So, the next time you’re planning an applique quilt, look that pattern over and see if there is any place you could use an unusual fabric to add a little spice to the quilt.  It really does make a difference.

Now let’s go back and consider traditional, 100 percent cotton quilting fabric.  I want to explore a couple of ideas in this area.  First, how to treat your scraps and second, how to dissect a piece of fabric. 

If you’re an avid applique quilter, large-ish scraps are rarely thrown away.  Large or small applique projects can use those up on a regular basis.  I do have a personal rule that I do not keep scraps smaller than 10 x 10 inches.  There was a point in my quilting life where I kept every scrap and it wasn’t long before I was overrun with them.  I had so many scraps I didn’t know what I had.  So, I sorted through them and gave anything smaller than a 10” x 10” piece to an organization that used small pieces of fabric to make pet beds for the local Humane Society (the scraps were used to stuff the dog and cat bed forms).  I grouped the remaining scraps into color groups and each group was put into its own bin (thank you Dollar Tree). 

A few of my scrap bins. I have a dozen of these under one of my work tables. The bins stack on top of each other and are easily pulled out and searched when I’m working on an applique piece. If a bin is too full to stack, I sort through it and recycle some of the scraps with my friends that make the pet beds. By keeping the bins relatively small, I am never overwhelmed with my scrap stash.

I realize not everyone has room for this in their sewing area.  If you don’t, you may opt to keep only the really “interesting” pieces of fabric.  However, if you can organize your scrap stash, it becomes a really good resource for applique.  There will always be lots of choices for flower petals and centers, plenty of greens for stems and leaves, etc.  When my bins become too full, I resort again, and make another donation to the group that makes pet beds.  The important idea here is not to have so many scraps that you’re overrun with them. 

Now let’s talk about fabric dissection.  Fabric dissection can fall into two categories:  Fabrics that are destined to be fussy cut and those fabrics that need a second (or third) look.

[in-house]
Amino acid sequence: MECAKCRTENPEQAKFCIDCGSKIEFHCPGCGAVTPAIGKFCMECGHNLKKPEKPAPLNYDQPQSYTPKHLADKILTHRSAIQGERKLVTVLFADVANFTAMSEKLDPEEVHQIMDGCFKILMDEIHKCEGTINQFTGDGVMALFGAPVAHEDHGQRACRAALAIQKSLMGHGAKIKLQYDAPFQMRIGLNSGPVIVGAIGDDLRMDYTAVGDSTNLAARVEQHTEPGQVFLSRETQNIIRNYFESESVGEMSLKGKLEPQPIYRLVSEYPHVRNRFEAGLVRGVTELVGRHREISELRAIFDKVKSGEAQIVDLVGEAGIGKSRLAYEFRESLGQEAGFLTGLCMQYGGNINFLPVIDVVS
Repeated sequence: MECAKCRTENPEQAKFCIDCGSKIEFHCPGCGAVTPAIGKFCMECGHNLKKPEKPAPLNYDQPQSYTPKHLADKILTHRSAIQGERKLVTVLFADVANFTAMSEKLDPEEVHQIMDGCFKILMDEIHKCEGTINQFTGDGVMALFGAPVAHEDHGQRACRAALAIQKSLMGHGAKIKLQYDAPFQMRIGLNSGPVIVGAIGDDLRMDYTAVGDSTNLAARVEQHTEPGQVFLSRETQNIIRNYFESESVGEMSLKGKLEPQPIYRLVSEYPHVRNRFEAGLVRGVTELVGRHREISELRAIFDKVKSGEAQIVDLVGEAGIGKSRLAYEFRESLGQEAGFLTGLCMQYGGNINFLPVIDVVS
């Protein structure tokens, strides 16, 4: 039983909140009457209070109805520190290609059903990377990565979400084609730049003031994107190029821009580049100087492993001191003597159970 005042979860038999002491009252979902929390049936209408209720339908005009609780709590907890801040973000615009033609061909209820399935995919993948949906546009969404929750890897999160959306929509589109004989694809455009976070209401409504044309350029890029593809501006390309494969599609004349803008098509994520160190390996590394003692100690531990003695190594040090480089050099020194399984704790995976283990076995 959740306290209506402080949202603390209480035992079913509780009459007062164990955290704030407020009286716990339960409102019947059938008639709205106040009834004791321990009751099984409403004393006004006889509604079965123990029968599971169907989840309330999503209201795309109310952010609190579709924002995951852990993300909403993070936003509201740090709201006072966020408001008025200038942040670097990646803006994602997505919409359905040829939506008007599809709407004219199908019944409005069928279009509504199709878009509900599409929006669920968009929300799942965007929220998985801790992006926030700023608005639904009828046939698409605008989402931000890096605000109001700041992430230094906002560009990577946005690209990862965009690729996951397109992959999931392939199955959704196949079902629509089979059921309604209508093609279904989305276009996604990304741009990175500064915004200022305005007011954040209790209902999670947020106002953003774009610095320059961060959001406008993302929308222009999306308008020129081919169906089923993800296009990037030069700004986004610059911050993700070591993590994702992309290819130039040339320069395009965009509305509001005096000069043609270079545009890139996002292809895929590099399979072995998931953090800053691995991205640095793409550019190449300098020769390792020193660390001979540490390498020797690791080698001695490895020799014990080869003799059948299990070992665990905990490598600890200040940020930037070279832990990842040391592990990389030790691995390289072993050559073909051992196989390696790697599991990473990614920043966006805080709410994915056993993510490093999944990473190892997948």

A fussy cut quilt. The large flowers were selectively cut for the center of the blocks. This is really effective and ties the colors of this quilt together very nicely.

We’ll look at fussy cutting first.  Fussy cutting is defined as piece of fabric that’s been cut to target a specific area of a print rather than cutting the yardage into random pieces.  Usually when we think about fussy cutting, we’re talking about piecing rather than applique.  If you’re constructing a quilt block and there’s a large piece in the block, such as a square, this is a wonderful place to showcase part of your fabric.  And if your focus fabric has a large print, you can specifically cut a part of this fabric and center it in that block in your square, such as shown above.

Fussy cutting can really help tie your color scheme together, as well as show off that focus fabric.  It takes a little planning and a little extra yardage, but it’s well worth it.

This technique can also be used in applique.  Remember Spring Bertie? 

Spring Bertie

Now let’s take a closer look at the bottom block, far right.

I fussy cut the polka-dot fabric so that the black dots would look like flower centers and appliqued those on.  This is a little thing, but it really adds some charm and depth to a quilt.  As you’re constructing an applique block, take a close look and see if there is anything you can fussy cut to add a little more pizzazz to that block.  For instance, if you’re making leaves, is there a green fabric that would give the appearance of veins in the leaves?  Do you a fabric with different shades of green in it you could use?  Little things like this adds depth to your applique and makes it more realistic.  Each plant has lots of greens in its stems and leaves.  Don’t stick to just one shade of green.  Your work will look flat if you do.  The same thing goes for flowers.

Some of the shades of green from my scrap bin. If you’re making stems and leaves, you need a variety of greens to make them more realistic. You’ll notice that not all stems and leaves in nature are the same color, and they shouldn’t be all one color in an applique piece, either. A variety of greens will prevent your work from looking “flat.”

Next week we’re will continue to dissect some fabric. Just remember, there’s more to a cut of material than meets the eye. You need to use your imagination.

Until next week, Quilt with Passion!

Love and Stitches,

Sherri and Sam